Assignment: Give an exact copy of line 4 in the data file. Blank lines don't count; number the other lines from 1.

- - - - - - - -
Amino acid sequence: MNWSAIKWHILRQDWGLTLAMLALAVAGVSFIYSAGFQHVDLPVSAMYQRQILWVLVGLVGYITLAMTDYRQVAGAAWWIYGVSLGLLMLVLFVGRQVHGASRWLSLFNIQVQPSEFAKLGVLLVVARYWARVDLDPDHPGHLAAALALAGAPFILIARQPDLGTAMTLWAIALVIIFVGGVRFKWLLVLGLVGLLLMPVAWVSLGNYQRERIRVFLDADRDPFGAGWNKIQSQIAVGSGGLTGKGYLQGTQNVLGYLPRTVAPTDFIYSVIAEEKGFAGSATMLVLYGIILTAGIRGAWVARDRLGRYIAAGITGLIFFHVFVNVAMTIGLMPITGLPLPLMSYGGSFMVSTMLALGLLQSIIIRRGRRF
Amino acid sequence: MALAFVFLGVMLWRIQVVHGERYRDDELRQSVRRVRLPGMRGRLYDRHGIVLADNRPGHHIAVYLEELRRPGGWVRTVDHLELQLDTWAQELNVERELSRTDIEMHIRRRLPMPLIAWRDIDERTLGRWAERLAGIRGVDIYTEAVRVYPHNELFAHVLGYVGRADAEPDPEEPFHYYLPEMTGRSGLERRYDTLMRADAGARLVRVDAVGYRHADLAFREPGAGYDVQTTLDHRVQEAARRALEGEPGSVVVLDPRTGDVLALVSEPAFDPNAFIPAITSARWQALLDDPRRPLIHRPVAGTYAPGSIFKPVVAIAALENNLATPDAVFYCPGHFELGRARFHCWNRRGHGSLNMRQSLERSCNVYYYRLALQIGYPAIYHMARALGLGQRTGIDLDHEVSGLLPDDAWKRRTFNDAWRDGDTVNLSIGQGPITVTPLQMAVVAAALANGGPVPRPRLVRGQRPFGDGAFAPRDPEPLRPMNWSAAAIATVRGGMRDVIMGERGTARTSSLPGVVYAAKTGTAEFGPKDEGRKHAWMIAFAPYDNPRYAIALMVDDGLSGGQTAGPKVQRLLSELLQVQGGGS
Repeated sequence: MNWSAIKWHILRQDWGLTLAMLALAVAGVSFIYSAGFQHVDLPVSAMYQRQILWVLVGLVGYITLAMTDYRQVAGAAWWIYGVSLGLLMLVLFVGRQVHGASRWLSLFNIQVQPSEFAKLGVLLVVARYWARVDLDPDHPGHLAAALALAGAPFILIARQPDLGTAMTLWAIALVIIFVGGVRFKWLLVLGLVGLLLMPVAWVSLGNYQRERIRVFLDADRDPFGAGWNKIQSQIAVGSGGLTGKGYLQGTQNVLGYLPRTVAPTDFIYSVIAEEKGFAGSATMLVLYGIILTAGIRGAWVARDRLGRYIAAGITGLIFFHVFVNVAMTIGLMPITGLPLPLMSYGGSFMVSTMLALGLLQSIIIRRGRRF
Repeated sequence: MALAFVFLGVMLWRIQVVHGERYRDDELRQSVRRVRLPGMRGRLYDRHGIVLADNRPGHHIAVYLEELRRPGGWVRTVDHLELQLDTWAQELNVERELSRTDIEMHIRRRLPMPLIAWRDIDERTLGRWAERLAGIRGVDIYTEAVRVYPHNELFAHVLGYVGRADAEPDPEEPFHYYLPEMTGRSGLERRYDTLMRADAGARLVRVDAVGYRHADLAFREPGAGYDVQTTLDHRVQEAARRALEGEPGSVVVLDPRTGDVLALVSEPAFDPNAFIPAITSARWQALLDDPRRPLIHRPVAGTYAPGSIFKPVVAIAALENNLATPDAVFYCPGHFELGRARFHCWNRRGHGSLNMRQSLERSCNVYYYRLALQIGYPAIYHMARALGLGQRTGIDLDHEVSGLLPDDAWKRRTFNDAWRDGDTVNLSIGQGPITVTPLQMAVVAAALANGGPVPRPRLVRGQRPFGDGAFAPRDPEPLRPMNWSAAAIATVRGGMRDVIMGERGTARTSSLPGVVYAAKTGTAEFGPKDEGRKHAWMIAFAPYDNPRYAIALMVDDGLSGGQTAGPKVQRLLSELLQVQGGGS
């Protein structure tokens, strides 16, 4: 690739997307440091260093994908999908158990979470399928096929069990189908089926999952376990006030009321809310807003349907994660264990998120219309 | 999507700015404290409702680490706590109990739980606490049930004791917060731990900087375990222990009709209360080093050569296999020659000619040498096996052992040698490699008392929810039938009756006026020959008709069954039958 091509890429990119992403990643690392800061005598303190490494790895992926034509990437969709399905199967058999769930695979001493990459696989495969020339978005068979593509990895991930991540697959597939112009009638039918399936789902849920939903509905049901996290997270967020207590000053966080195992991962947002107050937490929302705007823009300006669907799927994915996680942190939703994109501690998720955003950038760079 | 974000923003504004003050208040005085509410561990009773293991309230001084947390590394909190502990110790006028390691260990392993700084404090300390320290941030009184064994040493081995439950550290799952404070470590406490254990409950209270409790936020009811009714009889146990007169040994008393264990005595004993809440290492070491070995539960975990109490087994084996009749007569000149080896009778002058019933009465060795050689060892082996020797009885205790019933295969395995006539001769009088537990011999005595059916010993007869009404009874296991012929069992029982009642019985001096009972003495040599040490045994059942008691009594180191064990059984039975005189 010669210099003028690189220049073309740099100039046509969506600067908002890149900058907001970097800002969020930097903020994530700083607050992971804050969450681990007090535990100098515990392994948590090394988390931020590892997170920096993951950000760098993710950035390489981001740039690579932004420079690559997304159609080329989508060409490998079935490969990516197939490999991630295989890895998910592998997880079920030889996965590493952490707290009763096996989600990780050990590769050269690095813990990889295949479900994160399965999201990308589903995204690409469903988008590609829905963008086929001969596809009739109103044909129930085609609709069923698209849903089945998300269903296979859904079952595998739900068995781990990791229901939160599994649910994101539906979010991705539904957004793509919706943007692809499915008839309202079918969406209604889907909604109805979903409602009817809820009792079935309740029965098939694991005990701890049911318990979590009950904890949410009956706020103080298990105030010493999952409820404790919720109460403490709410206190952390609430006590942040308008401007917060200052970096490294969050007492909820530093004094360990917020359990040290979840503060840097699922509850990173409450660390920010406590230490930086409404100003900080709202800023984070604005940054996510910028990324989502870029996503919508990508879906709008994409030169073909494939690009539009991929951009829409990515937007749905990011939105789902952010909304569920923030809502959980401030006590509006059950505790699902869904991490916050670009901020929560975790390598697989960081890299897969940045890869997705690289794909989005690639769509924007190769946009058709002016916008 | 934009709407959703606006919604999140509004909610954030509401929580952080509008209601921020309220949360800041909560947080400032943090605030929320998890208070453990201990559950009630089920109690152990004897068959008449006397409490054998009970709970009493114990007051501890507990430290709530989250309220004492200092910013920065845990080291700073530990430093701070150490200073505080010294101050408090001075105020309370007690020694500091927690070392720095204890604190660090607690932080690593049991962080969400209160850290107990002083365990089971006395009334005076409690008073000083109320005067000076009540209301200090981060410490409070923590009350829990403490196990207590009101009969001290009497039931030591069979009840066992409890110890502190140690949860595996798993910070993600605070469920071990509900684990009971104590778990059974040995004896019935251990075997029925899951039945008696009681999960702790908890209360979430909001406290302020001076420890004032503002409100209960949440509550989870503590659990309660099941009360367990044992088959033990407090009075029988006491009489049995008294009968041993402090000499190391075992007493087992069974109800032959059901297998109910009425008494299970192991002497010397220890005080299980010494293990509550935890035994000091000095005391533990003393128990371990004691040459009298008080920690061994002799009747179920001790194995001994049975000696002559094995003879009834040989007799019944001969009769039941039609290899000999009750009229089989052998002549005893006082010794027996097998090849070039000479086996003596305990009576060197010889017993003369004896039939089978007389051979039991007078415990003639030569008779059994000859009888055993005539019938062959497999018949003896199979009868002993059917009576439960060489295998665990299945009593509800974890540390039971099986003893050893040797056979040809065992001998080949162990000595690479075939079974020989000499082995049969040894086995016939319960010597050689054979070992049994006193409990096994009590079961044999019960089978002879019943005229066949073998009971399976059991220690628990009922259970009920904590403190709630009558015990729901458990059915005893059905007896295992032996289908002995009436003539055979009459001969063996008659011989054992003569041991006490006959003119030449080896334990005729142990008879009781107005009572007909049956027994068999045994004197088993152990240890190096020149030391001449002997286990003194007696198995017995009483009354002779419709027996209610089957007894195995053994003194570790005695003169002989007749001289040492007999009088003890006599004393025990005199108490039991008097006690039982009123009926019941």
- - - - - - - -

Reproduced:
Repeated sequence: MALAFVFLGVMLWRIQVVHGERYRDDELRQSVRRVRLPGMRGRLYDRHGIVLADNRPGHHIAVYLEELRRPGGWVRTVDHLELQLDTWAQELNVERELSRTDIEMHIRRRLPMPLIAWRDIDERTLGRWAERLAGIRGVDIYTEAVRVYPHNELFAHVLGYVGRADAEPDPEEPFHYYLPEMTGRSGLERRYDTLMRADAGARLVRVDAVGYRHADLAFREPGAGYDVQTTLDHRVQEAARRALEGEPGSVVVLDPRTGDVLALVSEPAFDPNAFIPAITSARWQALLDDPRRPLIHRPVAGTYAPGSIFKPVVAIAALENNLATPDAVFYCPGHFELGRARFHCWNRRGHGSLNMRQSLERSCNVYYYRLALQIGYPAIYHMARALGLGQRTGIDLDHEVSGLLPDDAWKRRTFNDAWRDGDTVNLSIGQGPITVTPLQMAVVAAALANGGPVPRPRLVRGQRPFGDGAFAPRDPEPLRPMNWSAAAIATVRGGMRDVIMGERGTARTSSLPGVVYAAKTGTAEFGPKDEGRKHAWMIAFAPYDNPRYAIALMVDDGLSGGQTAGPKVQRLLSELLQVQGGGS